Model confidence. If you are worried about the transition, your child may pick up on your cues and become more worried. Be calm and positive about this new opportunity for your child.

Know that even with much preparation some children still may have trouble separating. This is normal and natural because school is a new space for your child.

Create a goodbye routine that is predictable and fun.

Toilet Training

Make sure your child is not just toilet trained but able to be bathroom-independent before the first day of school.

  • Dress him/her in clothes he/she can easily (and quickly) pull up and down on his/her own (no difficult buttons or snaps).
  • Provide plenty of opportunities to use a regular toilet, not just a potty chair.
  • Make sure he/she is comfortable going to the bathroom in new places.

Bring in a change of clothes to school in case of accidents. Your child’s teacher will request that you put a change of clothes in a Ziploc bag, labelled with your child’s name.


Mommy I Have to Go Potty: A Parent’s Guide to Toilet Training by Jan Faull 

Learning English

If English isn't your child's first language, remember that learning English is a process and will take time.

School is new and so is learning a new language. Before school starts, talk about what is going to happen at school. Use suggested picture books (above) to explain the concept of school.

Role play preschool and practice using words he/she is likely to encounter at school. Take time to say the English word and then show them the object or thing. For example: say the word “crayon” and then show your child a crayon. Words that are the most frequently used in the classroom include crayon, pencil, paint, bathroom, snack, water, recess, and share.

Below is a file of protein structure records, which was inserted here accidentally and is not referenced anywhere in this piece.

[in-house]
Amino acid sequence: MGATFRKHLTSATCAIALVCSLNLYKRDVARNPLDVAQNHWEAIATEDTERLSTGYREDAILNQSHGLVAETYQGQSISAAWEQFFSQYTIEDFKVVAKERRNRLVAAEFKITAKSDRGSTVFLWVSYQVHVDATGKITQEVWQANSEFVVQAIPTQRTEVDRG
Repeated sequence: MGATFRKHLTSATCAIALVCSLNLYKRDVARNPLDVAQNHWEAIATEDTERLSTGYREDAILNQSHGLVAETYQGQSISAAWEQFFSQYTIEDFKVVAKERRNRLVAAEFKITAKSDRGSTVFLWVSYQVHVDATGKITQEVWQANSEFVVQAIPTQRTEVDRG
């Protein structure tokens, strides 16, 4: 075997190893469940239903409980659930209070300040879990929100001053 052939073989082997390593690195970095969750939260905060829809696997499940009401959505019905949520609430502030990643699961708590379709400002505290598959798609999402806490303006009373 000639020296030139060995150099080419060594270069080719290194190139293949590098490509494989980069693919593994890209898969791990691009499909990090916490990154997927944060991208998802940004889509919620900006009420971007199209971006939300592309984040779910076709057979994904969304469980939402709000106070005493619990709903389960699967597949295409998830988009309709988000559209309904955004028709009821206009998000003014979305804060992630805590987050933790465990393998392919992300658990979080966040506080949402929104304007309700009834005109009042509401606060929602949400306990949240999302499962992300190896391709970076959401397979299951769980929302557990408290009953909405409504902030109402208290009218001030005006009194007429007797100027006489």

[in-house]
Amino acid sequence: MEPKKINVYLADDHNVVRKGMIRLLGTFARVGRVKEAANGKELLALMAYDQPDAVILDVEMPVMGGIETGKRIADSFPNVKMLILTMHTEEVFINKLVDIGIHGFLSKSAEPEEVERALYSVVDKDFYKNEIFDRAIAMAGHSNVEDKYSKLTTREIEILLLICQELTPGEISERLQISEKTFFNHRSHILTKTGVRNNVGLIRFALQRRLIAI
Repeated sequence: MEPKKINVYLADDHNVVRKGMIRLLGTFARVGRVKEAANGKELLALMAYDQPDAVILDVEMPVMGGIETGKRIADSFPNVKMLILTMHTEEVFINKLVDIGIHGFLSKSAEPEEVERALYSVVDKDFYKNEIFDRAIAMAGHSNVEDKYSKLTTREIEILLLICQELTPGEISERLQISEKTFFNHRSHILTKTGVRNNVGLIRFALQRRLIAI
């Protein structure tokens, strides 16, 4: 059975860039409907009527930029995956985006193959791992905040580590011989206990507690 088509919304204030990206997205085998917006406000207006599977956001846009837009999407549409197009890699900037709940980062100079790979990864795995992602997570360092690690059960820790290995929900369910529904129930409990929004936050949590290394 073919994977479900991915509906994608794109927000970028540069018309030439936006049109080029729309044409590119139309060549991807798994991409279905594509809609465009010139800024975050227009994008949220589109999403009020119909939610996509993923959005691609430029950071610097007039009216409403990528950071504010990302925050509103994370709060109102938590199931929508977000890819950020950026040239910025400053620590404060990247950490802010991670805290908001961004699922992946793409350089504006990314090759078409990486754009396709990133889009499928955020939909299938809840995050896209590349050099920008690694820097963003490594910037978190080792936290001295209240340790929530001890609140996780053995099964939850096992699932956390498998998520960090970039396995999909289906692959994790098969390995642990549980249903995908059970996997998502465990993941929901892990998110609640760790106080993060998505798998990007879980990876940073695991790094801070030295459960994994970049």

Teach and practice commands he/she may need to know such as sit, stand, wash hands, come, line up, and clean up.

Teach and practice questions or phrases he/she may need to know such as, “I am done,” “May I go to the bathroom?,” “Where do I put this?,” or “I need help.”

Consider enrolling in classes or activities so he/she can learn to follow directions.

If you have given your child an English name, practice using that name at home.

Most English Language Learners will go through a “silent period” at school that can last anywhere from six weeks to three months or more. They are absorbing their new language.

The First Day

Enter the classroom confidently and step back to let the teacher connect with your child.

If your child cries or does not want you to leave, remain calm, and take cues from the teacher.

While it may be difficult, the less time you spend in the classroom on that first day the easier the transition will be on your child.

Make sure to say goodbye to your child without sneaking out. Once you have done so, promptly exit the room.

Feel free to bring in a comfort item in the first few weeks if it will help your child transition.

Your child’s teacher is well equipped to deal with crying, and usually students recover quickly once parents have left. If there is prolonged crying, she will contact you. Know that your child is in a safe and loving place and will be happy to see you when you return!